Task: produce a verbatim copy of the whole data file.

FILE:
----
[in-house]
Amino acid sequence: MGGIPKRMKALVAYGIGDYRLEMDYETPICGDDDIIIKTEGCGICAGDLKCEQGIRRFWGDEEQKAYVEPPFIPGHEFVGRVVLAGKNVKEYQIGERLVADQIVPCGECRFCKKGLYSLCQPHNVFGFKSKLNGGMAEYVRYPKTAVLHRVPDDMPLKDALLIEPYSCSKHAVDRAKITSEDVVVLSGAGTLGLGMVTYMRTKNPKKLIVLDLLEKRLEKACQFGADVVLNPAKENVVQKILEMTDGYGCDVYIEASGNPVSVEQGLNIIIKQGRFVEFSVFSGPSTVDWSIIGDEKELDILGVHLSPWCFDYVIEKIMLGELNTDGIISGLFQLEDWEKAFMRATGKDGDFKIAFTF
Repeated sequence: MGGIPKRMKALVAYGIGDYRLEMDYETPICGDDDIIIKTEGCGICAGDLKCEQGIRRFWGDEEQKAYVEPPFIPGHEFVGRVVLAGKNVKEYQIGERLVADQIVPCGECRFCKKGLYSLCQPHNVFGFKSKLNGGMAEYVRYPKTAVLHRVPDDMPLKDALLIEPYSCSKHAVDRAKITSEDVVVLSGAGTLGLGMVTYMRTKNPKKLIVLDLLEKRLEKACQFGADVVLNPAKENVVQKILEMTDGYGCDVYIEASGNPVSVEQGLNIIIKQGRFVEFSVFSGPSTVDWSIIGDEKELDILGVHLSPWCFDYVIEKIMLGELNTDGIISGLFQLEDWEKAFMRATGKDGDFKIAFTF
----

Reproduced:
[in-house]
Amino acid sequence: MGGIPKRMKALVAYGIGDYRLEMDYETPICGDDDIIIKTEGCGICAGDLKCEQGIRRFWGDEEQKAYVEPPFIPGHEFVGRVVLAGKNVKEYQIGERLVADQIVPCGECRFCKKGLYSLCQPHNVFGFKSKLNGGMAEYVRYPKTAVLHRVPDDMPLKDALLIEPYSCSKHAVDRAKITSEDVVVLSGAGTLGLGMVTYMRTKNPKKLIVLDLLEKRLEKACQFGADVVLNPAKENVVQKILEMTDGYGCDVYIEASGNPVSVEQGLNIIIKQGRFVEFSVFSGPSTVDWSIIGDEKELDILGVHLSPWCFDYVIEKIMLGELNTDGIISGLFQLEDWEKAFMRATGKDGDFKIAFTF
Repeated sequence: MGGIPKRMKALVAYGIGDYRLEMDYETPICGDDDIIIKTEGCGICAGDLKCEQGIRRFWGDEEQKAYVEPPFIPGHEFVGRVVLAGKNVKEYQIGERLVADQIVPCGECRFCKKGLYSLCQPHNVFGFKSKLNGGMAEYVRYPKTAVLHRVPDDMPLKDALLIEPYSCSKHAVDRAKITSEDVVVLSGAGTLGLGMVTYMRTKNPKKLIVLDLLEKRLEKACQFGADVVLNPAKENVVQKILEMTDGYGCDVYIEASGNPVSVEQGLNIIIKQGRFVEFSVFSGPSTVDWSIIGDEKELDILGVHLSPWCFDYVIEKIMLGELNTDGIISGLFQLEDWEKAFMRATGKDGDFKIAFTF